What are fertility services?
Sometimes cancer and its treatment can affect a person’s ability to conceive a child or maintain a pregnancy now or in the future. The impact will depend on the type of cancer and treatment you have. There are a range of options available to preserve and protect your fertility prior to and during treatment. Assisted reproductive treatment, commonly known as fertility treatment, can be one pathway to parenthood; others may include fostering, adoption and surrogacy.
Learn more about fertility and cancer
Talking about fertility
Whether or not you want to become a parent or add to your family, you may be wondering how cancer will affect your fertility.
Fertility is an important part of health for everyone. But your doctor may not discuss whether you want children in the future if they make assumptions based on your age, sexual orientation, gender and sex characteristics or focus on starting treatment immediately. If fertility matters to you, let your health professional know.
To assist with starting the discussion, here are some suggested questions:
- Before we start treatment, I want to talk about my fertility options with a specialist. Who would you recommend?
- How will this treatment affect my chances of having a child in the future?
- Will any of these chemotherapy drugs reduce my fertility?
- Should I think about storing sperm/eggs/embryos before treatment starts?
Questions to ask about this service
When looking at a service it is important to ask questions about how the service works before you decide to engage with them. Below is a list of questions you might like to ask when enquiring about a service.
Am I eligible?
Some services have specific criteria that a person must meet before they are able to use a service, for example location, means testing or a specific cancer type. It is important to know if you are eligible to access a service right from the start.
Do I need a referral?
Some services require a referral from your specialist, GP or a social worker. This helps to make sure that the right patients are being connected with the right services. It’s a good idea to ask if a referral is needed and if so, exactly what type of referral the service requires.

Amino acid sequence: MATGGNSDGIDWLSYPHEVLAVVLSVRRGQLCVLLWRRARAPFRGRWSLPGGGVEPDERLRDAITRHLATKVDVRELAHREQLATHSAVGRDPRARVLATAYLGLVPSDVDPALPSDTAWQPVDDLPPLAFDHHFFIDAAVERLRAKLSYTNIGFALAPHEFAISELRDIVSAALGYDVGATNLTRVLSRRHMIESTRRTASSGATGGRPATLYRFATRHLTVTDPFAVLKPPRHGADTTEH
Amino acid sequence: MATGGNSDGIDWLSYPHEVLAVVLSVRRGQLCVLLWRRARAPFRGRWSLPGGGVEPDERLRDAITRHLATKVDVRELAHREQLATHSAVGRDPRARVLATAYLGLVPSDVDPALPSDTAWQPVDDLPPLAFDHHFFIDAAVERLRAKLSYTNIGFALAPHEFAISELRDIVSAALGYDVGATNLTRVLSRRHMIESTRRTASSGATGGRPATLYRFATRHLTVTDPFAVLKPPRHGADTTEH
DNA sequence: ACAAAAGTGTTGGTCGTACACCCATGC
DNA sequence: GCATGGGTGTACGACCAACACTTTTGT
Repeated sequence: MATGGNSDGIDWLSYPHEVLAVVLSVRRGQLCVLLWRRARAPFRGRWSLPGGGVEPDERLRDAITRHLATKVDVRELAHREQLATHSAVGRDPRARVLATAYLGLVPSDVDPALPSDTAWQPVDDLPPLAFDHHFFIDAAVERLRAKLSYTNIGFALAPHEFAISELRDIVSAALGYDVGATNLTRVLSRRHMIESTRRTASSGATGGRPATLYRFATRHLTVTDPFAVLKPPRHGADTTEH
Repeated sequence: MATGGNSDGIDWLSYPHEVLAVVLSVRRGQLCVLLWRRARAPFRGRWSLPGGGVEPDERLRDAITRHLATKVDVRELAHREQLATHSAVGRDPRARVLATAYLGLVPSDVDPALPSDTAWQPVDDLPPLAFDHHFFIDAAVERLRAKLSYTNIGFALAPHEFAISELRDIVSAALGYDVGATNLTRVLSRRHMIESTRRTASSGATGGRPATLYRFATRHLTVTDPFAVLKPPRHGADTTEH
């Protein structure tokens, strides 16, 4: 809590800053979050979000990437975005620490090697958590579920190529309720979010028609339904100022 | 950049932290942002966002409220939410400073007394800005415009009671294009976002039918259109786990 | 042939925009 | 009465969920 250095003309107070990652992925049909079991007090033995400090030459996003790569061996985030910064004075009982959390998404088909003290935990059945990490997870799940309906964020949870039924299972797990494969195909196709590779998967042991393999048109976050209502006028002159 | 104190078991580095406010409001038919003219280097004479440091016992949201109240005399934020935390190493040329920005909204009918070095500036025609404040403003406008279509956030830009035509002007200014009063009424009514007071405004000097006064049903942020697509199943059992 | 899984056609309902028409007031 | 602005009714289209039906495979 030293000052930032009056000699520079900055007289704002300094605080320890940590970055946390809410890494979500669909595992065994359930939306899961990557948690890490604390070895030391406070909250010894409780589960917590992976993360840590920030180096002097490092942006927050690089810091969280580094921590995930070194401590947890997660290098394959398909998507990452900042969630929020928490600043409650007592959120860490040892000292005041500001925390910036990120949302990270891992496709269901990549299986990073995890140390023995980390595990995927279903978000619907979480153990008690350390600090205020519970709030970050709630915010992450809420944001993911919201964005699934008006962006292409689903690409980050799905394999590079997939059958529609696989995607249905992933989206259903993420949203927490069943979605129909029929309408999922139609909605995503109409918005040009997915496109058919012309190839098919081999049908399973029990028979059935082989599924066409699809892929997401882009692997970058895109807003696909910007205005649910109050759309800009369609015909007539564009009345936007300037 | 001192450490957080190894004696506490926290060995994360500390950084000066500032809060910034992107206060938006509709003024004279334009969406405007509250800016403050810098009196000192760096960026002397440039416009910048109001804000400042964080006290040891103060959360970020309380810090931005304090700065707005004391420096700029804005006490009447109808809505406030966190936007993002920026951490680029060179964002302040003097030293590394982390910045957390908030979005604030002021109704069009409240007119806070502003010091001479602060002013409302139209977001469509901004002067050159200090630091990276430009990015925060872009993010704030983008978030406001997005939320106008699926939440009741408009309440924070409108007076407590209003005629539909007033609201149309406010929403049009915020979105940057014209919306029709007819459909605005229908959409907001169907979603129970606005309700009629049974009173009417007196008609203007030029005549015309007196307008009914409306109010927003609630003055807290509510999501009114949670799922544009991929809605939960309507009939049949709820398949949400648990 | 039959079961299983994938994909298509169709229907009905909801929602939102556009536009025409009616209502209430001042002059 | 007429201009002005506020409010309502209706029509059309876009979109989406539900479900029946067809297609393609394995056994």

How much will this cost me?
Some services are free, and some come at a cost. At a time when people should be focused on their treatment and recovery, the cost of cancer can be a source of stress and worry for many. It’s a good idea to ask about the fees attached to a service and if there are any subsidies or benefits you might be eligible for before committing to the service. It’s important to know that you are within your rights to ask about the cost of a service or treatment before agreeing to take part. For more information you can visit cancer and your finances.
Is there a wait time?
Sometimes demand for a service is high which can cause wait times. You might find it helpful to ask if there are any wait times for the services you are looking at, especially if you require support as soon as possible.
What services do you offer?
Some organisations provide a range of services for people affected by cancer, their family, friends and carers. It is a good idea to ask about exactly what services are available to you.
Will I be treated as an inpatient or an outpatient?
Depending on the type of treatment or care you are receiving you may be seen as an inpatient or an outpatient. You are considered an inpatient if you have been admitted to the hospital for treatment. Alternatively, you are considered an outpatient when you receive treatment at a hospital, but without being admitted. It’s important to know if you are going to be treated as an inpatient or an outpatient as this can impact the cost of treatment, and will help you to understand the amount of time you might need to spend at the hospital.
Health professionals you might see
When you visit a service there are a range of health professionals you may see. There could also be other health professionals you see at this service that are not included below.
Provides support and advice for people who are experiencing fertility issues.
Diagnoses, treats and manages infertility and reproductive hormonal disorders; may be an obstetrician, gynaecologist, reproductive endocrinologist or urologist.
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